Fearing a potential shortage of reactive power, PJM last week won stakeholder support for an initiative to consider requiring that renewable resources add technology capable of providing grid support.
The Planning Committee meeting gave near unanimous approval to a problem statement and issue charge to explore whether to require renewables such as solar PV to install enhanced or “smart” inverters that can produce and absorb reactive power in addition to inverting DC power to AC. Reactive power (vars) is required to maintain the voltage to deliver active power (watts) through transmission lines.
With the increasing amount of renewables, which do not provide reactive support, and the retirement of large traditional generators that do, “there’s a need for additional reactive support to avoid voltage problems,” said PJM’s Frank Koza.
“This is not a here-and-now problem for PJM, but something we should look at to see what the cost and benefit is,” he said.
Koza told the committee that running additional conventional generators for reactive support is not cost effective and could cause negative Locational Marginal Prices. Adding static VAR compensators is cost prohibitive. Neither address frequency issues, he said.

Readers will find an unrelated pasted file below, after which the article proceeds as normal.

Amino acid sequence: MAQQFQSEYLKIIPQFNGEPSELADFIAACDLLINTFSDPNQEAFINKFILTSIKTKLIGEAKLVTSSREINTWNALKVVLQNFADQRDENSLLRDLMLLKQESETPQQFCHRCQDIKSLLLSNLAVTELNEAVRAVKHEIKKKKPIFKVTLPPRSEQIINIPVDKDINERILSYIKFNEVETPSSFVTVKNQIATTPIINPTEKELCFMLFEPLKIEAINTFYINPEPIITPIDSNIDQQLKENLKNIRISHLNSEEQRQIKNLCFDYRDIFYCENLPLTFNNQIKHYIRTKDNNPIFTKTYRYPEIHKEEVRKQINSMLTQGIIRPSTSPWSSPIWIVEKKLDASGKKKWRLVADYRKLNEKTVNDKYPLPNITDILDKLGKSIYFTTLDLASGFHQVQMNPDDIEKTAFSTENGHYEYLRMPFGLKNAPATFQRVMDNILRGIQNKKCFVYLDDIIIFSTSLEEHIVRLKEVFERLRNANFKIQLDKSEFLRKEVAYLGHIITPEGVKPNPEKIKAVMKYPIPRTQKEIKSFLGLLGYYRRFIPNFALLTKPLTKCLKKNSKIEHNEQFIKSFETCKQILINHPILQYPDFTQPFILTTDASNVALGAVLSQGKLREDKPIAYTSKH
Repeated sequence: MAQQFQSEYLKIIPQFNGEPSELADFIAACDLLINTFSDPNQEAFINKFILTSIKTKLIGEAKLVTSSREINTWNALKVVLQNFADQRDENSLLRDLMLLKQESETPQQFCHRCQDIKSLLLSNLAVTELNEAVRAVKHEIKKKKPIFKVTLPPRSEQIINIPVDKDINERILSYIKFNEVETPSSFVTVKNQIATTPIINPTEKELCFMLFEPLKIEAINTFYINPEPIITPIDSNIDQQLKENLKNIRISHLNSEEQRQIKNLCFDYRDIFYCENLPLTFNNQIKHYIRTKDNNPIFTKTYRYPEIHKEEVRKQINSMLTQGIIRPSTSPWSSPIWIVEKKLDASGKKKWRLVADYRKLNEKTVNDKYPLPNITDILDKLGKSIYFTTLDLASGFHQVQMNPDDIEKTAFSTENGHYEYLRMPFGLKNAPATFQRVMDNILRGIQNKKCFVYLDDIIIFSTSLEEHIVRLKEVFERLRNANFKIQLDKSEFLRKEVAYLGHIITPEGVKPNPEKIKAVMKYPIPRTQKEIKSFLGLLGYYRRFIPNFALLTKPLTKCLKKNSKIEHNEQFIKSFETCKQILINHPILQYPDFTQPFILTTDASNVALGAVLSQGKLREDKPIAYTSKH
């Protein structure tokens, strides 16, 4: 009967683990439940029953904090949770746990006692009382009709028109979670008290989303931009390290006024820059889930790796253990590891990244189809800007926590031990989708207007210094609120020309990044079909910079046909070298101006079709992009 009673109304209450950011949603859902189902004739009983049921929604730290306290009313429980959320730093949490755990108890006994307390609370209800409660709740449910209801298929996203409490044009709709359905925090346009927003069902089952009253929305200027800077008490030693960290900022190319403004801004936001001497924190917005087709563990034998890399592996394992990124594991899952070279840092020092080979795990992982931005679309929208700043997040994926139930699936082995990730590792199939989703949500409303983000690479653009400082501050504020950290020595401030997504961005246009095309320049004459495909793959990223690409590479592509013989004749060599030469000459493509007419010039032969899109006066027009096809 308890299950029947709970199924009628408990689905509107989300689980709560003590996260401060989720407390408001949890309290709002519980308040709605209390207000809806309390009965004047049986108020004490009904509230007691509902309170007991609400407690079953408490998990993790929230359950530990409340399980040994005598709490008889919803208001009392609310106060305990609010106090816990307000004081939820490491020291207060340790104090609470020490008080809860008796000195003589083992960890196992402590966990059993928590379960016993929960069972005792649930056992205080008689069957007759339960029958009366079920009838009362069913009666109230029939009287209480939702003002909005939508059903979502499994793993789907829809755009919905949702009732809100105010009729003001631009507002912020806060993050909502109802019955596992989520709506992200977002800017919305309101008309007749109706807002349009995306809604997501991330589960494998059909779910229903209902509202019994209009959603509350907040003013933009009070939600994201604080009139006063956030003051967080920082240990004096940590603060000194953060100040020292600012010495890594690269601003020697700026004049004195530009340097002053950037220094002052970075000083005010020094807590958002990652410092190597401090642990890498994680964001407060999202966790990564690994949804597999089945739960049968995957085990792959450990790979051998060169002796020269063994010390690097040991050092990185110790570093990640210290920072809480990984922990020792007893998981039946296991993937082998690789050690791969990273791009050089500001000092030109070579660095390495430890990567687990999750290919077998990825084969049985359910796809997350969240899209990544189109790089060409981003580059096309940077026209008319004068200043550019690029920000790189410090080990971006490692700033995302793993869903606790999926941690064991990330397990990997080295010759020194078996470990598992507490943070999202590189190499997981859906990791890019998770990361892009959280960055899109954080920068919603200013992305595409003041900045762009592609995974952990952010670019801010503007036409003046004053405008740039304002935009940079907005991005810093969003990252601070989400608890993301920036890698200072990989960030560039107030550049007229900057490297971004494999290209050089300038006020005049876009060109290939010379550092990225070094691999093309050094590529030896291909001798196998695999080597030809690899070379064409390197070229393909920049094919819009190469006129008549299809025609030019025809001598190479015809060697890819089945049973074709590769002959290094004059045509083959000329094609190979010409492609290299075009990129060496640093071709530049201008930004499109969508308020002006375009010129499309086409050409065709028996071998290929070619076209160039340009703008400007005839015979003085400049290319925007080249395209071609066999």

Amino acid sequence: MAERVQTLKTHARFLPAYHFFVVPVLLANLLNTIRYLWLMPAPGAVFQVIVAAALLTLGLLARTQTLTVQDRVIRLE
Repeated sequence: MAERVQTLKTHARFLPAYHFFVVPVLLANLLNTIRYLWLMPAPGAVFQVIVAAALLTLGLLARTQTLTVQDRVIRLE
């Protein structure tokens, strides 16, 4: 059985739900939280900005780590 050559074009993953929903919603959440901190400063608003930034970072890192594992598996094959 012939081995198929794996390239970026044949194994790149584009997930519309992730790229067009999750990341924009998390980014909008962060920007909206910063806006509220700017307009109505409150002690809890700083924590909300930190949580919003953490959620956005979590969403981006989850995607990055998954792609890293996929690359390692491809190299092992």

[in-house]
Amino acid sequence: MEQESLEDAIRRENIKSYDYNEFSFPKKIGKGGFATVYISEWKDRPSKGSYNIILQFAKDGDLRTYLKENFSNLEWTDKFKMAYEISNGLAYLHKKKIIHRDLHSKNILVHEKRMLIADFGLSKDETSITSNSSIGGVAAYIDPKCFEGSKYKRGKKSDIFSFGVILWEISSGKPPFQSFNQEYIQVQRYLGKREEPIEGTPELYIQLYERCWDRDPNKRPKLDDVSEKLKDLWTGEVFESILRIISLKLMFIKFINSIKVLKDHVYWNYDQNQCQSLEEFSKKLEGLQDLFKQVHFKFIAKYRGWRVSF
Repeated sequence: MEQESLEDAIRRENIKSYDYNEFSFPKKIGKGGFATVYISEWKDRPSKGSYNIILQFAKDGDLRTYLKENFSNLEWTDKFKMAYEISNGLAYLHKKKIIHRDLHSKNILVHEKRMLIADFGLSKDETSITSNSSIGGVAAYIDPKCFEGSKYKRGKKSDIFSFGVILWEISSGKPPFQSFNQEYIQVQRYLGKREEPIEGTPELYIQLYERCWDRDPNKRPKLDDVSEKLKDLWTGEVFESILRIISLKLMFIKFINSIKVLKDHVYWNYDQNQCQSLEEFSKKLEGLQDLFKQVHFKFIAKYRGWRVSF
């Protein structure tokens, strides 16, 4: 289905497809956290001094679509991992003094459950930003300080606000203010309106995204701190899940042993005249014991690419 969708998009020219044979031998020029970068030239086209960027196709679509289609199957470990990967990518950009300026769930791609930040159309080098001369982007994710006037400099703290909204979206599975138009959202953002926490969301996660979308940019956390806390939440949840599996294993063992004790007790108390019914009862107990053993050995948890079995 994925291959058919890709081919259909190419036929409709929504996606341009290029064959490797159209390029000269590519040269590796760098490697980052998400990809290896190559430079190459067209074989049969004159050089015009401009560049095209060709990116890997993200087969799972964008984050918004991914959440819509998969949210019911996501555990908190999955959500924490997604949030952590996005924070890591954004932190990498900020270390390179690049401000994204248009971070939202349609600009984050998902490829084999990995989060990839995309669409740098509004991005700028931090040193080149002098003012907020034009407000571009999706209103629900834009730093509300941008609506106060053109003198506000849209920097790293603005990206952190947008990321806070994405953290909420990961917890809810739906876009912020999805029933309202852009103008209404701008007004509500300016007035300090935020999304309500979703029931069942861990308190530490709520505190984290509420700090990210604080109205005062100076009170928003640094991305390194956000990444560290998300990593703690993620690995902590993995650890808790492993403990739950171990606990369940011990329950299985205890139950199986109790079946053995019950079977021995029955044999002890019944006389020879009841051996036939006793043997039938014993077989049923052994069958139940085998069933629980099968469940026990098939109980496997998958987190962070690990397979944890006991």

Renewable power generators in Great Britain and Germany are already using smart inverters to improve grid reliability. Smart inverters can allow renewable generators to stay on line despite low voltages and fluctuating frequencies and reduce the “flicker” that can occur with solar generators on days of mixed sun and clouds, Koza said.
One question to be addressed in the inquiry will be whether smart inverters should be installed on existing equipment, or only required on future installations. (Currently installed smart inverters have their reactive capabilities disabled.)
The Planning Committee plans to develop technical standards for inverters along with related Tariff, Operating Agreement and manual changes. Koza said he hoped work could be completed in time for a FERC filing in August.